Album Review: The Medlars – Heart fo a Home

Heart of a Home is the debut album from London based seven-piece contemporary folk band The Medlars. Boasting seven lengthy tracks it sits somewhere between an album and an EP, but no matter what way you look at it; it is an incredible introduction to their work.

The Medlars are the embodiment of a very stripped back form of folk music. There is something somewhat rustic in the delivery of their songs that makes their music feel homely and friendly, like an inviting fire in a pub on a dark winters evening. These unpolished songs still seem rough around the edges; raw and natural, like carvings being done before your very eyes you can hear their songs adapting and taking form around you. Hearing their immersive songs such as Fly the Wheel you are reminded of the early days of Bellowhead. They are a band of musicians who are playful, enjoy the art of old folk songs but who like striking a rich contemporary, often almost psychedelic vein into them. They burst to life with fiddles and flutes, banjos and base – mandolins mix with brass in a swirling myriad of sound that is lead by the sturdy banjo pickings of Jimmy Grayburn.

The raw nature of The Medlars sound and the traditional folk instruments they play makes it seem as if they have taken a series of complex tunes but whittled and stripped them back to a more simple time. It is as though they have gone back to try and find the heart of folk music and then built themselves around it. They breathe fresh life into the folk genre as they draw influences from across the globe such as the title track Heart of a Home who echoes combinations of traditional English folk music as well as edging the sound into a somewhat Indian territory. The amalgamated results of these blends is a series of tunes that are peaceful but refreshing and invigorating. The band themselves are lead by the rolling vocals of Grayburn which seem as natural and calming as the ground itself. His comforting voice helps to make some of the overlooked problems in the world such as homelessness somehow more palatable and helps shine a light into the darkness that others don’t acknowledge. However, as warming as Grayburn’s vocals are, it is when the band unleash and fully harmonise themselves that they are at their finest. Their tender and earnest voices float together with their almost psychedelic sounds to bring something new and exciting to life.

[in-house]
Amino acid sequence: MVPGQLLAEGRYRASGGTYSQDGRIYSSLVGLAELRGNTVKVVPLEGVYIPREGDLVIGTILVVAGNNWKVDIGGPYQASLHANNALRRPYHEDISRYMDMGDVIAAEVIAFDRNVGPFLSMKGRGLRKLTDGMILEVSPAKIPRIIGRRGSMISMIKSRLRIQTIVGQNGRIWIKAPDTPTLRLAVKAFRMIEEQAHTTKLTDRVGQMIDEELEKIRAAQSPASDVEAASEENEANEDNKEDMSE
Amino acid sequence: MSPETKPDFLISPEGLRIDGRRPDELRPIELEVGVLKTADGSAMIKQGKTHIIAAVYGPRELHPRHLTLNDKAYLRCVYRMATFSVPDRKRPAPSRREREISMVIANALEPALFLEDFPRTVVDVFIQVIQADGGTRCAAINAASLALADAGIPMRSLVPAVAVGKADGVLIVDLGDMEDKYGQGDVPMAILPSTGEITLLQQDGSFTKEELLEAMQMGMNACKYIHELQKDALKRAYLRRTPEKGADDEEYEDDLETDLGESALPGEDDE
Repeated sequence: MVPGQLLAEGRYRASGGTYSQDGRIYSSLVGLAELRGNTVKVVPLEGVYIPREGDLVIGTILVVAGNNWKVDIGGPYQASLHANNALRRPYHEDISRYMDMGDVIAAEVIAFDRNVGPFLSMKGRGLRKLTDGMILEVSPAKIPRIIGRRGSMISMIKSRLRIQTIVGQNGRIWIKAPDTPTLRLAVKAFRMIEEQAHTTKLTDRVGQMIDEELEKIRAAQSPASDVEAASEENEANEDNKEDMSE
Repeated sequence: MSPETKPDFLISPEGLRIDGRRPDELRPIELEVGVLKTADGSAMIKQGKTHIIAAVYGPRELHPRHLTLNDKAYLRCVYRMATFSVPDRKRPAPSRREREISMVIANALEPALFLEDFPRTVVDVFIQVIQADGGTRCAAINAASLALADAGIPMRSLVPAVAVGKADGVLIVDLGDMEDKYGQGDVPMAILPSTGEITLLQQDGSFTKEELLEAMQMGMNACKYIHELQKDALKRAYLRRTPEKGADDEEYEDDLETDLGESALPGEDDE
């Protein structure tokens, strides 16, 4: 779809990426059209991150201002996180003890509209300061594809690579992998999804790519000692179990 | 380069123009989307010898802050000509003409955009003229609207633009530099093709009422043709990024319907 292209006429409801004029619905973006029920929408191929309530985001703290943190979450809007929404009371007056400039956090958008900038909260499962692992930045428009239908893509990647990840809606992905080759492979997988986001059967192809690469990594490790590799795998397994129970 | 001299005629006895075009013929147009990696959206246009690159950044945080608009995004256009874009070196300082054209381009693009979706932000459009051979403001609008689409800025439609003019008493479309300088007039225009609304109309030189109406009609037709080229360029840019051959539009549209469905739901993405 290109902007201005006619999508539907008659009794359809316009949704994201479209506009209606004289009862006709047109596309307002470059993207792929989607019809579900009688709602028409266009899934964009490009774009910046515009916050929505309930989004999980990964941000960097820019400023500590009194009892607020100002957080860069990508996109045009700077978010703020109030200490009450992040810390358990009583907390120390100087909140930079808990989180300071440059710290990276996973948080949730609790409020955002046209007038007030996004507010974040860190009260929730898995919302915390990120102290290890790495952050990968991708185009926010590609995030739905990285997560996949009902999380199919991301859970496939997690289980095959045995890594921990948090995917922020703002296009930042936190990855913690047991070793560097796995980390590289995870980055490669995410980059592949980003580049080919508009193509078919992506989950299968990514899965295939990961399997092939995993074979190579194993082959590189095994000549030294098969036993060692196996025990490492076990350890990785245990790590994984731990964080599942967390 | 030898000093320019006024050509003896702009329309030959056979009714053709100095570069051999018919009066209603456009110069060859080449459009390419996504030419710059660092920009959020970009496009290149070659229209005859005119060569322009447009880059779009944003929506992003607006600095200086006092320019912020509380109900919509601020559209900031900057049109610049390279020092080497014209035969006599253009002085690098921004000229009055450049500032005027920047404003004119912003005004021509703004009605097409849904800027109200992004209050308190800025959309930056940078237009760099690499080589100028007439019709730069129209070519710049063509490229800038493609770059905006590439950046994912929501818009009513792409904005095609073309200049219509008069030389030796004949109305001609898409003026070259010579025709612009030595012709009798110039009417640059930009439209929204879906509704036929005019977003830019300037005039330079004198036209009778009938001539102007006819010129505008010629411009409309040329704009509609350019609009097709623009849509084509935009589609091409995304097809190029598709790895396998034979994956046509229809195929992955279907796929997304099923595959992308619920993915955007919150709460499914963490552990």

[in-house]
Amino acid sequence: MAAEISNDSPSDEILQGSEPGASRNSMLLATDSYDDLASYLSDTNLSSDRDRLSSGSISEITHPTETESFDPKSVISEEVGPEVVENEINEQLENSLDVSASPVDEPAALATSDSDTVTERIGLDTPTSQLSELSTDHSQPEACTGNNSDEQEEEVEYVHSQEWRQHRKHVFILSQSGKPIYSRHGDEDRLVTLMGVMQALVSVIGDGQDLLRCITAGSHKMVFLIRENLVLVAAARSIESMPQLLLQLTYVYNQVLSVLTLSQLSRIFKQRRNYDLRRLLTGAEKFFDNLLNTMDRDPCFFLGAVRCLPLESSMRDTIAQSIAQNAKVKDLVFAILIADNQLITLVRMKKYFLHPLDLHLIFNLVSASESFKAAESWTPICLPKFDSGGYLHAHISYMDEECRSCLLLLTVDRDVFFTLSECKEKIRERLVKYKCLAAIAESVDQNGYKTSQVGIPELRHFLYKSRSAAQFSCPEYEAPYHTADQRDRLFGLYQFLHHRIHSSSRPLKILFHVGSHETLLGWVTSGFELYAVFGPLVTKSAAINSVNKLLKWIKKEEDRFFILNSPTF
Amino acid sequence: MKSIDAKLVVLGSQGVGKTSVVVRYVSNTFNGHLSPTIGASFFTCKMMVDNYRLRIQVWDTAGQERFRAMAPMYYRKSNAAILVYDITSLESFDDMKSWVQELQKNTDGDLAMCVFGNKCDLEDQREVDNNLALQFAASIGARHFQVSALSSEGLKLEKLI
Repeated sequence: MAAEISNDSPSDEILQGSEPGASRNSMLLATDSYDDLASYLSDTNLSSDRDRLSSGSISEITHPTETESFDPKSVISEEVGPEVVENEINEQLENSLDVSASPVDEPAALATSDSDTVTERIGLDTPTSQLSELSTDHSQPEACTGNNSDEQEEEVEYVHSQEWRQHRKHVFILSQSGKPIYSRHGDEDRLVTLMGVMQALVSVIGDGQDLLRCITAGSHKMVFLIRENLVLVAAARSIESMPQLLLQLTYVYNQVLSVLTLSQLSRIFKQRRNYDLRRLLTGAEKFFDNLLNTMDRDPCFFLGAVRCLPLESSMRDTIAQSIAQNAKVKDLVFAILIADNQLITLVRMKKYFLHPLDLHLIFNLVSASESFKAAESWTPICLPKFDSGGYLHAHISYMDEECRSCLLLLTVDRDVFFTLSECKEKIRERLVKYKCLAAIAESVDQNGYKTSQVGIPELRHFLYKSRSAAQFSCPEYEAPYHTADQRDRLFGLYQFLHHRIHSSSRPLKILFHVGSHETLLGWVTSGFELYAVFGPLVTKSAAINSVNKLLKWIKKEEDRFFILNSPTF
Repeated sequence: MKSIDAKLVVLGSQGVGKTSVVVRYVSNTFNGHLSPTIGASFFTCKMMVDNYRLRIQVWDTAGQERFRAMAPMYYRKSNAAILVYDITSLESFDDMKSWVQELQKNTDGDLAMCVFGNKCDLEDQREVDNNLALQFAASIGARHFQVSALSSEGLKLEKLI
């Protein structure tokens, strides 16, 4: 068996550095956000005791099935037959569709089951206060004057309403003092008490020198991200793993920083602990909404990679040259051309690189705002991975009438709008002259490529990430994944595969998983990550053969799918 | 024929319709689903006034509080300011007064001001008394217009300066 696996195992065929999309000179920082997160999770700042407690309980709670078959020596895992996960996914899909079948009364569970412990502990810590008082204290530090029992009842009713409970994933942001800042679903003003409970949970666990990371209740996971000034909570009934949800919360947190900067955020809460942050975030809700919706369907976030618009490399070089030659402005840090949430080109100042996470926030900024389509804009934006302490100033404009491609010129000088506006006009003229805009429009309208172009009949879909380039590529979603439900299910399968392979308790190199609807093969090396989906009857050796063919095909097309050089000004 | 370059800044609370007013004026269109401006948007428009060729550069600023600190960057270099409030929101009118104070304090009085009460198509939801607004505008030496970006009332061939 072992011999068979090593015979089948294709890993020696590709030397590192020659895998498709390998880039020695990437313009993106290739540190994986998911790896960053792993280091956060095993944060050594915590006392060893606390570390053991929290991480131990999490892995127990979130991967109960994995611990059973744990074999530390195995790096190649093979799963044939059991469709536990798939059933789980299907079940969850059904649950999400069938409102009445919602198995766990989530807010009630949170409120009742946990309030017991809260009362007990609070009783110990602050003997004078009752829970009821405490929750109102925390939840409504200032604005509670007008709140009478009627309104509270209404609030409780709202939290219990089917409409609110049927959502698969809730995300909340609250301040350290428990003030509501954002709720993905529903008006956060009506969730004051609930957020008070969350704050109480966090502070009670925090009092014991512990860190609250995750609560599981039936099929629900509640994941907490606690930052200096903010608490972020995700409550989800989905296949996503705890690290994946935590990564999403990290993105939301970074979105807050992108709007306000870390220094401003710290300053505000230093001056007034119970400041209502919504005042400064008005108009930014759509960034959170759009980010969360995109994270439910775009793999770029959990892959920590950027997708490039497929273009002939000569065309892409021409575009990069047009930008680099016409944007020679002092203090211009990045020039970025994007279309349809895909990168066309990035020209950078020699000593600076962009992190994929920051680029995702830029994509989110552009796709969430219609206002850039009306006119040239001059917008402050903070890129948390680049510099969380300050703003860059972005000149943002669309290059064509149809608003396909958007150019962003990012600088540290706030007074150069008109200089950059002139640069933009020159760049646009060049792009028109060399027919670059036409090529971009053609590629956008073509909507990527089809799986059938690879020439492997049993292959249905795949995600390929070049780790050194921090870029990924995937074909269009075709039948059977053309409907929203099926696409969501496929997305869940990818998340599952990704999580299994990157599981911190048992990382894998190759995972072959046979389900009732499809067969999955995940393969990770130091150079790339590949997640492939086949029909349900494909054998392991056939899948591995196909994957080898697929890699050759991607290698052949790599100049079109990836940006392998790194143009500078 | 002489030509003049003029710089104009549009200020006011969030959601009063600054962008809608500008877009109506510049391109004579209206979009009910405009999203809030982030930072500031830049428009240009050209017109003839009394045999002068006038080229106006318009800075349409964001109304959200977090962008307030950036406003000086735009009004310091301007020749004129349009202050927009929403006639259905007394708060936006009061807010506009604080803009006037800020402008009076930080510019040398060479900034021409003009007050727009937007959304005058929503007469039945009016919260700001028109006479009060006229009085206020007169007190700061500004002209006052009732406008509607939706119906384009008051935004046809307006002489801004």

The Medlars might be new on the scene but they definitely don’t play like it – they bring their songs to life with a grace and beauty that has a timeless quality to it, evocative of starry nights and windswept hills. Unique and impressive, they are clearly a band to watch.

Listen to the album here:

More info can be found at: